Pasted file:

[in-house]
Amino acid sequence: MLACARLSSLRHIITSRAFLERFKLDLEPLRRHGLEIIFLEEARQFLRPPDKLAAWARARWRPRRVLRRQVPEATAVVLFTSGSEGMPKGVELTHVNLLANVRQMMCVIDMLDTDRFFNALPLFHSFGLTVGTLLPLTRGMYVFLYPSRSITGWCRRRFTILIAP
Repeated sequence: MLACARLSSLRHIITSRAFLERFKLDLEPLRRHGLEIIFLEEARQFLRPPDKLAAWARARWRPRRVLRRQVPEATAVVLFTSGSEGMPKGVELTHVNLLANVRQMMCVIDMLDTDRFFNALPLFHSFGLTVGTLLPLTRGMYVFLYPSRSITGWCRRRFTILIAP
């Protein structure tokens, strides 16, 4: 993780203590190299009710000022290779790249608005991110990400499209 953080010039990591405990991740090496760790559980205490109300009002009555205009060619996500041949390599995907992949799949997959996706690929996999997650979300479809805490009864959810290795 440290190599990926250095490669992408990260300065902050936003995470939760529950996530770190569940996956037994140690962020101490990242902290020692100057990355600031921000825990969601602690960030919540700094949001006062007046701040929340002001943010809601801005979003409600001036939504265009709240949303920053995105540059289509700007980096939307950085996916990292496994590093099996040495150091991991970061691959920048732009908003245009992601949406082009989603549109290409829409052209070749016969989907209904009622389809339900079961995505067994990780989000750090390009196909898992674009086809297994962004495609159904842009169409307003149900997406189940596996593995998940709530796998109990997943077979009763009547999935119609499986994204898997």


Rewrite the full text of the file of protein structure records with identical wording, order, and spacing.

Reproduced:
[in-house]
Amino acid sequence: MLACARLSSLRHIITSRAFLERFKLDLEPLRRHGLEIIFLEEARQFLRPPDKLAAWARARWRPRRVLRRQVPEATAVVLFTSGSEGMPKGVELTHVNLLANVRQMMCVIDMLDTDRFFNALPLFHSFGLTVGTLLPLTRGMYVFLYPSRSITGWCRRRFTILIAP
Repeated sequence: MLACARLSSLRHIITSRAFLERFKLDLEPLRRHGLEIIFLEEARQFLRPPDKLAAWARARWRPRRVLRRQVPEATAVVLFTSGSEGMPKGVELTHVNLLANVRQMMCVIDMLDTDRFFNALPLFHSFGLTVGTLLPLTRGMYVFLYPSRSITGWCRRRFTILIAP
């Protein structure tokens, strides 16, 4: 993780203590190299009710000022290779790249608005991110990400499209 953080010039990591405990991740090496760790559980205490109300009002009555205009060619996500041949390599995907992949799949997959996706690929996999997650979300479809805490009864959810290795 440290190599990926250095490669992408990260300065902050936003995470939760529950996530770190569940996956037994140690962020101490990242902290020692100057990355600031921000825990969601602690960030919540700094949001006062007046701040929340002001943010809601801005979003409600001036939504265009709240949303920053995105540059289509700007980096939307950085996916990292496994590093099996040495150091991991970061691959920048732009908003245009992601949406082009989603549109290409829409052209070749016969989907209904009622389809339900079961995505067994990780989000750090390009196909898992674009086809297994962004495609159904842009169409307003149900997406189940596996593995998940709530796998109990997943077979009763009547999935119609499986994204898997």